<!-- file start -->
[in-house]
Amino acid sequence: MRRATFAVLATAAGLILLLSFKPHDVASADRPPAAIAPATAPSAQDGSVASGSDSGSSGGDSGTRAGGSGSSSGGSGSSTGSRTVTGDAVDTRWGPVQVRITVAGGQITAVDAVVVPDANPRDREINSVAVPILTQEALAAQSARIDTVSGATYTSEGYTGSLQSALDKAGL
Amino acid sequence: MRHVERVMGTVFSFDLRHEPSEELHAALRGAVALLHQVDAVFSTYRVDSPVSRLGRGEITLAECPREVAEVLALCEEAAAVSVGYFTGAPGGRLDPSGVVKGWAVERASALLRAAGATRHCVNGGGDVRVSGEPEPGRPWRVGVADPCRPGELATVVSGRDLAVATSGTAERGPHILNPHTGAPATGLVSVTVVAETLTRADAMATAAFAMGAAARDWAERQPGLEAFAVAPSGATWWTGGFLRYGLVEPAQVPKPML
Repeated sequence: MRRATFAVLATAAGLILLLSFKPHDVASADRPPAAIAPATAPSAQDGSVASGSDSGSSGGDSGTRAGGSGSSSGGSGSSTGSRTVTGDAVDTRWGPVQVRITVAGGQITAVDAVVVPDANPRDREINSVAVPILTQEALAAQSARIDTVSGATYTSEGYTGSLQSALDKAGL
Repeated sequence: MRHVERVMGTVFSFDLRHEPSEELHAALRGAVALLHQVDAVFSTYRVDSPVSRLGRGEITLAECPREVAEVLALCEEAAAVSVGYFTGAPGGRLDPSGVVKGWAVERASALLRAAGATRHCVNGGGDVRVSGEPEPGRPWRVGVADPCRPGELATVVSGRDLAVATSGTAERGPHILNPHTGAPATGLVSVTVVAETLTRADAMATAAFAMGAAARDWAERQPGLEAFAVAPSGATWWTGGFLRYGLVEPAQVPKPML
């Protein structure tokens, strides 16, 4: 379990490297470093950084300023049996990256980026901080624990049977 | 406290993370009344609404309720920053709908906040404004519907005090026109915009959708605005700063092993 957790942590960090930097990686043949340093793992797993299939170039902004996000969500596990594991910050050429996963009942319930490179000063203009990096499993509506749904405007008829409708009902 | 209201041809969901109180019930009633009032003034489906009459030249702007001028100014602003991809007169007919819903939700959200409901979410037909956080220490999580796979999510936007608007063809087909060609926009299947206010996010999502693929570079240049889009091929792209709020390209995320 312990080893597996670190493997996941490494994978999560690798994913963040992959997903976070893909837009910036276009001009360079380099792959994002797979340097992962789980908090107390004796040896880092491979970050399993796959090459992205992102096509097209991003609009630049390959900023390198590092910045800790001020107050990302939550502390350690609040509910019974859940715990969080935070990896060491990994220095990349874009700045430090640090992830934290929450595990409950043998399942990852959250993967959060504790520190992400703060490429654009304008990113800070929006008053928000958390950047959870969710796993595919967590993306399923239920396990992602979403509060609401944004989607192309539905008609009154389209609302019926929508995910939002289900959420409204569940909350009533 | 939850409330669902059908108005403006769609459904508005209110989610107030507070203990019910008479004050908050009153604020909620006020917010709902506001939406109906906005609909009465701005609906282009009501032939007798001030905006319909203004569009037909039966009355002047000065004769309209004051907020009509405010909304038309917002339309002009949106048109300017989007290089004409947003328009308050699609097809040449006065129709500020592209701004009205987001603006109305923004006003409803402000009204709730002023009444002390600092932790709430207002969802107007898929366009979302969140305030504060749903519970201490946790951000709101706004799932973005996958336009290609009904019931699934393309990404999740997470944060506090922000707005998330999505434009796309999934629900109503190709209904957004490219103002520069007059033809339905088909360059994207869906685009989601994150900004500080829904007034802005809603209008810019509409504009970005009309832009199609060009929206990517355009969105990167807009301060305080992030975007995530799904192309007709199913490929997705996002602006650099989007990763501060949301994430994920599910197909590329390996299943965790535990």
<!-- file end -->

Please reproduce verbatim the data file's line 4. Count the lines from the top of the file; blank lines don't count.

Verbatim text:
Repeated sequence: MRRATFAVLATAAGLILLLSFKPHDVASADRPPAAIAPATAPSAQDGSVASGSDSGSSGGDSGTRAGGSGSSSGGSGSSTGSRTVTGDAVDTRWGPVQVRITVAGGQITAVDAVVVPDANPRDREINSVAVPILTQEALAAQSARIDTVSGATYTSEGYTGSLQSALDKAGL